Is Detroit OT Taylor Decker a realistic trade target for Dolphins?

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Miami Dolphins fans everywhere have appeared to collectively smashed the “panic” button as it pertains to the team’s offensive line play after a disastrous Week 2 performance that pushed the Dolphins’ record to 1-1 and left them without starting quarterback Tua Tagovailoa for the foreseeable future. These are not ideal times — and just one week after a major AFC East win over New England elated the fanbase, we find ourselves as the complete opposite end of the spectrum in the buildup to Week 3.

And with 2020 draft choice Austin Jackson struggling to keep his head above water at left tackle and Jesse Davis keeping the seat warm at right tackle until rookie Liam Eichenberg is deemed ready to play, Miami’s tackle situation is also “not ideal”. And we’re being nice, there.

One popular name among Dolphins fans this week for a potential solution is Detroit Lions tackle Taylor Decker. Decker, a former 1st-round draft choice out of Ohio State, is 28-years old and currently on Injured Reserve for the Lions after suffering a finger injury at practice just ahead of the season opener; meaning Week 3 will be the final week Decker must miss in accordance with roster rules and IR policy.

So, if Decker is able to come back next week and pass a physical, is he a realistic trade target for the Dolphins?

Here’s the things working in Miami’s favor — assuming they’re interested in the first place. Decker plays for an 0-2 Lions team that is just starting their rebuilding process; they’re not expected to be competitive or in their winning window this year or next. So paying an offensive tackle top money to play for a non-contending team seems a little counterproductive.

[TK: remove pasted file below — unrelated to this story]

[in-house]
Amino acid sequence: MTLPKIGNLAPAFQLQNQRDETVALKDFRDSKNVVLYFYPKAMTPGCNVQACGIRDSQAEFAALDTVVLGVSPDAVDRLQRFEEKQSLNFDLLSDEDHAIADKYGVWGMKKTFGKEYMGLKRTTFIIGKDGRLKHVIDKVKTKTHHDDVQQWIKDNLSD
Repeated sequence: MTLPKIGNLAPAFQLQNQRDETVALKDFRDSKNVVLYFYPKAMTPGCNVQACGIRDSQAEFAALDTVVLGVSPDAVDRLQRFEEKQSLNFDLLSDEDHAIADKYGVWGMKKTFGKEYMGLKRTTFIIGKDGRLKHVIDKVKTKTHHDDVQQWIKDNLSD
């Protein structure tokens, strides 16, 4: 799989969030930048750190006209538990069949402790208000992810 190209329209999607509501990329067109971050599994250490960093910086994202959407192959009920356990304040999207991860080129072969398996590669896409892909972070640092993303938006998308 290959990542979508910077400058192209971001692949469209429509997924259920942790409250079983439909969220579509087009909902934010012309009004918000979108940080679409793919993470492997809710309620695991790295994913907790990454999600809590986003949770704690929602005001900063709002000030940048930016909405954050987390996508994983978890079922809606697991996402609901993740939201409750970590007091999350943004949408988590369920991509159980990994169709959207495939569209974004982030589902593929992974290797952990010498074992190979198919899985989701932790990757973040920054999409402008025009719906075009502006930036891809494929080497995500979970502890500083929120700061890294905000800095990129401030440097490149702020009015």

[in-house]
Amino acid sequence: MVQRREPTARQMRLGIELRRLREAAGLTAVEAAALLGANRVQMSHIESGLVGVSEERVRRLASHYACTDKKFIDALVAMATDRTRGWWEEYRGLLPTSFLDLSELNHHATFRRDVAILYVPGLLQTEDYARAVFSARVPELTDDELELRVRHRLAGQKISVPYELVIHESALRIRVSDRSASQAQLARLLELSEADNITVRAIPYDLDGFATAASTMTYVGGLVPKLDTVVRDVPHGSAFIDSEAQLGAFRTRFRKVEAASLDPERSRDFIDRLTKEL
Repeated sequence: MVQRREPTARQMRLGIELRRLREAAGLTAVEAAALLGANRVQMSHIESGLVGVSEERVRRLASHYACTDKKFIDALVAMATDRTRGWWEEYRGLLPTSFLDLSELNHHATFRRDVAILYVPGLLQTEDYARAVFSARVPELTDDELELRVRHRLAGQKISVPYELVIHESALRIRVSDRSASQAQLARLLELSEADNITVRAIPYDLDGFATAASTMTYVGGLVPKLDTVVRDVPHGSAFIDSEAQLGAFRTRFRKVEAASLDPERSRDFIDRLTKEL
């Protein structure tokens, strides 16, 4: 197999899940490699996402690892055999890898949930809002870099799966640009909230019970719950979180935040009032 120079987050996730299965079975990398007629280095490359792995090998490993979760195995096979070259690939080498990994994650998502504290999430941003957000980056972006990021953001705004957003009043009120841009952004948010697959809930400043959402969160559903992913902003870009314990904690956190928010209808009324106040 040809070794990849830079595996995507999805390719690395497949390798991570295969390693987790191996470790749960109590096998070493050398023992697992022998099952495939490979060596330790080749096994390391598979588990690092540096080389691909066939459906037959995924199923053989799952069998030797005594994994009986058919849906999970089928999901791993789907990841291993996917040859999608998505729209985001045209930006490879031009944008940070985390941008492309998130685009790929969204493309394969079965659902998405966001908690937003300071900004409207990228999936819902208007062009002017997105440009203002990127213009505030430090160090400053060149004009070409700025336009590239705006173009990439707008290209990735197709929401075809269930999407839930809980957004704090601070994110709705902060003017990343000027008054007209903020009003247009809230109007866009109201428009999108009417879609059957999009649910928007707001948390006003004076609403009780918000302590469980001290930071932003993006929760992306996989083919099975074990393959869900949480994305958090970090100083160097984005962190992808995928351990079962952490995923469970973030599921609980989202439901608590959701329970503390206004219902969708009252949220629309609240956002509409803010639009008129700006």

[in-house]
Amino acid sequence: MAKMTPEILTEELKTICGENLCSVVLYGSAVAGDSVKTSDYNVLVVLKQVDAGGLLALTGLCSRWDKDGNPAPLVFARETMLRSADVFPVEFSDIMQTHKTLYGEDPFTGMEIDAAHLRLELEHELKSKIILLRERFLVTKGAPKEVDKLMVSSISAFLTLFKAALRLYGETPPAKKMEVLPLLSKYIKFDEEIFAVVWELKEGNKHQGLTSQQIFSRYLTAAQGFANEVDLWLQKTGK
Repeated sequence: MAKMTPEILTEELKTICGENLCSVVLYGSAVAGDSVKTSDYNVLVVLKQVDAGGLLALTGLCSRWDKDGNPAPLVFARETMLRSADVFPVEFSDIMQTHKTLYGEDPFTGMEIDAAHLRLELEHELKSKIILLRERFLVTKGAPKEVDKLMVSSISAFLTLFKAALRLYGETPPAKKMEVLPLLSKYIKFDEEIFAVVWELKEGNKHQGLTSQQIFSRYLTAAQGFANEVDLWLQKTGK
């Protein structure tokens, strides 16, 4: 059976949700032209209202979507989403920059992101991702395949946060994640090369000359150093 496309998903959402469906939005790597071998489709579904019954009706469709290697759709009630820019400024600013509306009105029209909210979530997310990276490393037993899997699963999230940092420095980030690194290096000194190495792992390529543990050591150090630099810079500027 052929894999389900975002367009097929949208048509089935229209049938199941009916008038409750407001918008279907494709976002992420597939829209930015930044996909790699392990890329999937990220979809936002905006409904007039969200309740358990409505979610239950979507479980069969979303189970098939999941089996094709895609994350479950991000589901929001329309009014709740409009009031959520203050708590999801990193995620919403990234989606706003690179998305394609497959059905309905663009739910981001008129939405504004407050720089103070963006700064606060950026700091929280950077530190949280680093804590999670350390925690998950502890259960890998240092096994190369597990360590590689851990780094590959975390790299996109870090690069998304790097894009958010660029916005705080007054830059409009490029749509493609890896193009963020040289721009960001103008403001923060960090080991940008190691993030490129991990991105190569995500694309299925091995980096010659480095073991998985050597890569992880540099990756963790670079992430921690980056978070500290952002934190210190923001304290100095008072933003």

Especially when you consider the man who has been filling the void is rookie Penei Sewell — and Sewell has been crushing it. With a potential successor already in house and taking those reps, the vision of what a line without Decker looks like for Detroit is certainly easier to process and, perhaps, easier to buy into.

Financially for Miami, Decker’s contract will be quite easy to absorb — his contract was restructured to manufacture cap space and his base salary this season is just $1M dollars — he was given a $12M restructure bonus up front from Detroit as the majority of his 2021 compensation. Miami, should they hypothetically acquire Decker via trade, would only be responsible for the $1M base salary against their cap in 2021. From there, Decker’s pay per season grows to $15M in 2022, $13.95M in 2023 and $13.7M in 2024.

In short, there are lots of attractive possibilities with Decker on the table. But what would the cost be?

Miami fans would likely tell you to pay the cost no matter what. But is there any chance Miami can package an existing player with a Day 2 selection to make this happen? Detroit’s wide receivers are abysmally thin. Miami has a major surplus at the position. Perhaps a returning young talent (Jackson?) would move the needle for the Lions?

These are the kinds of questions that we don’t have answers to and that really prevent any realistic speculation on what may or may not be possible with Miami and the hypothetical trade. What we do know is this:

Miami needs all the offensive line help that they can get. And Decker seems like a good place to start as far as making exploratory phone calls.